Flashback Friday: Original Poem for Fall

Forget it. Resistance is futile. Fall is coming. Embrace it. Here’s some help. A new version of a poem I wrote 20 years ago for my college verse writing class. Do you like it? Does it help? Let me know what you think.  Featured image by C. L. Tangenberg

The Blue Jay and the Squirrel Disagree

by C. L. Tangenberg

It was one autumn morning, they became
quite cross while scuffling for a twig that lay
between them, and the squirrel told the bird,
“My friend, no finer twig than this exists,
and I alone must have it for my nest.”

The blue jay heard but quick and feisty squeaks;
it was mere senseless babble to his brain.
Perplexed, indignant, the blue jay cried, “What fuss
you make when clearly this belongs to me.”
And yet, the blue jay was a thief himself.
The squirrel, hearing frantic, screeching screams,
thought the jay would burn his throat that way.

They clawed and pecked each other for the prize
and danced and fluttered ’round the tiny stick,
but soon they wearied of the argument,
and in a final fling to snatch the limb,
with claws and bristled tail, the squirrel shooed
the blue jay, as she crouched and grabbed the twig
in her paws and popped it in her mouth.

She furiously scampered up her tree;
the blue jay, frantic feathers flailing, charged
the squirrel, shrieking at her angrily,
“Stop now, you thief! Bring back my fallen branch,
or by the Sun, I’ll peck you till you die!”

The squirrel, laughing, scaled the wrinkled oak.
“Sweet acorns! What a maddened bird you are!
In such a state would you trespass my home?”
And sure enough the blue jay seemed possessed,
to chase the squirrel to her nest above.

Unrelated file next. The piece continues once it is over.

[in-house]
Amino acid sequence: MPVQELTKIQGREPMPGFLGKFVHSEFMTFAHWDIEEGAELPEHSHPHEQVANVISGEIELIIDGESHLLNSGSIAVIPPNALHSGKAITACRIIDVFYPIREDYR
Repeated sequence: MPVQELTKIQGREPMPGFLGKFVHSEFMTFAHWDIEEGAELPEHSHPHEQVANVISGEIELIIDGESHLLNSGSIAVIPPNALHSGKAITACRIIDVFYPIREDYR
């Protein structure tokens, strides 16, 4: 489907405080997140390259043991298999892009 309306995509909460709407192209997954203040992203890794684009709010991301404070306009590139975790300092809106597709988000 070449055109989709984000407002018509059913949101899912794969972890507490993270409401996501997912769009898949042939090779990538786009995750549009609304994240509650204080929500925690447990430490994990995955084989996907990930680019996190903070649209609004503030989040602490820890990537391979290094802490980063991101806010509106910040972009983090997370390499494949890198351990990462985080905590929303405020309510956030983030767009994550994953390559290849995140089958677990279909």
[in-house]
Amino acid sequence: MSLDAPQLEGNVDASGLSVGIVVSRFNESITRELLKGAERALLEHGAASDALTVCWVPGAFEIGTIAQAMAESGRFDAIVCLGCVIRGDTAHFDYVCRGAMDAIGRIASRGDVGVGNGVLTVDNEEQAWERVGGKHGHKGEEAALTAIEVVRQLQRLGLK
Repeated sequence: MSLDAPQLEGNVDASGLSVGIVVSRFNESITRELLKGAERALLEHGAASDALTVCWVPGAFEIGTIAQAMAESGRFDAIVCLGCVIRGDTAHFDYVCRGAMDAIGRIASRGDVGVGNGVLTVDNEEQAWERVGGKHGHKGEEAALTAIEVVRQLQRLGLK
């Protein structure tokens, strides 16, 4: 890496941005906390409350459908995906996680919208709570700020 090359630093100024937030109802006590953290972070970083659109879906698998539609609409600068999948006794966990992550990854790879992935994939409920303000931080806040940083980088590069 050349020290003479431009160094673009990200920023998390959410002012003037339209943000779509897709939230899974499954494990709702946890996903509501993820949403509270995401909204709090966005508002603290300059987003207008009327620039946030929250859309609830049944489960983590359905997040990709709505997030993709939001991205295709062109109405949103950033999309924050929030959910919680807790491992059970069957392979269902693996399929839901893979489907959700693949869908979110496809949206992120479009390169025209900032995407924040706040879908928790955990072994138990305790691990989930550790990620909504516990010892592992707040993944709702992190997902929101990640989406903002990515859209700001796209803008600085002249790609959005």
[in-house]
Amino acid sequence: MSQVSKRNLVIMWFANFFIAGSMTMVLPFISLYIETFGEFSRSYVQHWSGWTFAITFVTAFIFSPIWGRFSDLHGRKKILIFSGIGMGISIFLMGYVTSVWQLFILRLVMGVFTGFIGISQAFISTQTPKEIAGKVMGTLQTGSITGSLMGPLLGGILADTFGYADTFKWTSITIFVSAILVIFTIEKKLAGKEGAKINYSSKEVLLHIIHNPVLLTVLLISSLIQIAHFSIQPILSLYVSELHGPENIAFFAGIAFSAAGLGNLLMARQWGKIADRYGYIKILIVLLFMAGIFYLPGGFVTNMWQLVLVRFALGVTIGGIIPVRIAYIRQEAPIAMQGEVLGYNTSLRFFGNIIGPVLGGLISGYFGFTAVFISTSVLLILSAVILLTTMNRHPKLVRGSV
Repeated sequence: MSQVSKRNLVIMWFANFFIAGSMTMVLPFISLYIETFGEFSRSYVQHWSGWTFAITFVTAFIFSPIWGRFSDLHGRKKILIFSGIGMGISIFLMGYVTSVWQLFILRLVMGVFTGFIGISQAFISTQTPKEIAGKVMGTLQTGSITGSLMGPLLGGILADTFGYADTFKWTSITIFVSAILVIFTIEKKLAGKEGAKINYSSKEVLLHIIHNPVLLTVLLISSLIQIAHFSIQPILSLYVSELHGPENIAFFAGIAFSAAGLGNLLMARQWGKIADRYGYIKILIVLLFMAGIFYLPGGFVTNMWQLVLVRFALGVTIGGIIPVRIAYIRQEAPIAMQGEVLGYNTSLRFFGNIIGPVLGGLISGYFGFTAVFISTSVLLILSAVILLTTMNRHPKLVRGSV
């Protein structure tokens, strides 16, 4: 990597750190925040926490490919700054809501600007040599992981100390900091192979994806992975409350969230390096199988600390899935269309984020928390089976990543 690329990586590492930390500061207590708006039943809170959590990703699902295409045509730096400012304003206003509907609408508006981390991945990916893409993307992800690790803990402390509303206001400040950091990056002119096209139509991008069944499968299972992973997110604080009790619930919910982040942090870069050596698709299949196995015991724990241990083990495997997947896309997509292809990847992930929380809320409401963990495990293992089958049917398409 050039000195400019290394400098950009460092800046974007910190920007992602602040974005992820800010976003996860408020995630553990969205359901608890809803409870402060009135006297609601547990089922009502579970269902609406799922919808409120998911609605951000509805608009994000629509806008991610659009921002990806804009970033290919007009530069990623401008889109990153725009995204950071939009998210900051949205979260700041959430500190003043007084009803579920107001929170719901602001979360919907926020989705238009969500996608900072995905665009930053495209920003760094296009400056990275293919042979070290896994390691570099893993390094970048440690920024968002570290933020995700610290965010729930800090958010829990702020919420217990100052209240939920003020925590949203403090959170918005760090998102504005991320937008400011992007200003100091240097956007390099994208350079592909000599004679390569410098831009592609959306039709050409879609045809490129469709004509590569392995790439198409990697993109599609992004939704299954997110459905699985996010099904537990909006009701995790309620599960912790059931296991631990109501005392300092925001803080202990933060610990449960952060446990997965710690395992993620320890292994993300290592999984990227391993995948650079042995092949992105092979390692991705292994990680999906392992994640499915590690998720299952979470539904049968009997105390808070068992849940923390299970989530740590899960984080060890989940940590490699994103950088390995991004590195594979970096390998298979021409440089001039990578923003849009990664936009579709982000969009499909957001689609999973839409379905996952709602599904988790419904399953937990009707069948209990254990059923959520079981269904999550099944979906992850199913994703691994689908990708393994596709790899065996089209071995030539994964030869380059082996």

The squirrel reached her home, released the twig
and turned around to face the flying fowl;
and daring failed the blue jay as he met
the squirrel’s den; instead he perched and cried,

“You pesky squirrel! You are the Greed and Shame
of these great Woods, and from this day henceforth,
I swear I’ll sing your shame to everyone!”
The blue jay flew away and found his nest,
his gorgeous feathers splayed against the sky.

“My! My!” the squirrel panted with relief,
and raising up the twig, she thought aloud,

“What nonsense from that old, blue feather-head!
Were I to know the words he seemed to squawk,
I might have gladly answered him again.
As to the coded tongue he speaks, I’m sure
I lack the smallest clue; and too, I doubt
that any of our other neighbors do.”

Backyard Brief: The Yellow Eye

Backyard Brief from shots taken March 14, 2017

As much as I pulled the trigger, this lone winter goldfinch graced only my closest third look with true color–which I then enhanced.

My Life had stood - a Loaded Gun -
by Emily Dickinson

My Life had stood - a Loaded Gun - 
In Corners - till a Day
The Owner passed - identified - 
And carried Me away - 

And now We roam in Sovereign Woods - 
And now We hunt the Doe - 
And every time I speak for Him 
The Mountains straight reply - 

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And do I smile, such cordial light
Upon the Valley glow -
It is as a Vesuvian face
Had let its pleasure through -

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And when at Night - Our good Day done -
I guard My Master's Head - 
'Tis better than the Eider-Duck's
Deep Pillow - to have shared -

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To foe of His - I'm deadly foe - 
None stir the second time - 
On whom I lay a Yellow Eye - 
Or an emphatic Thumb -

IMG_0258_edits-goldfinch_auto-equalize_eye-visible

Though I than He - may longer live
He longer must - than I - 
For I have but the power to kill,
Without - the power to die -

IMG_0254_edits-goldfinch-yellow-eye-squared

Backyard Brief, January 2017

January 18, 2017 – Titmice, chickadees, house finches, and the ubiquitous house sparrow have been competing with squirrels for our backyard fodder. Hubby watched two squirrels crowd the suet feeder, one impatiently waiting for the other to get the bushy tail off.

Of sparrows, mice, chicks, houses, tufts, finches, caps, food, tits and a squirrel-proof feeder –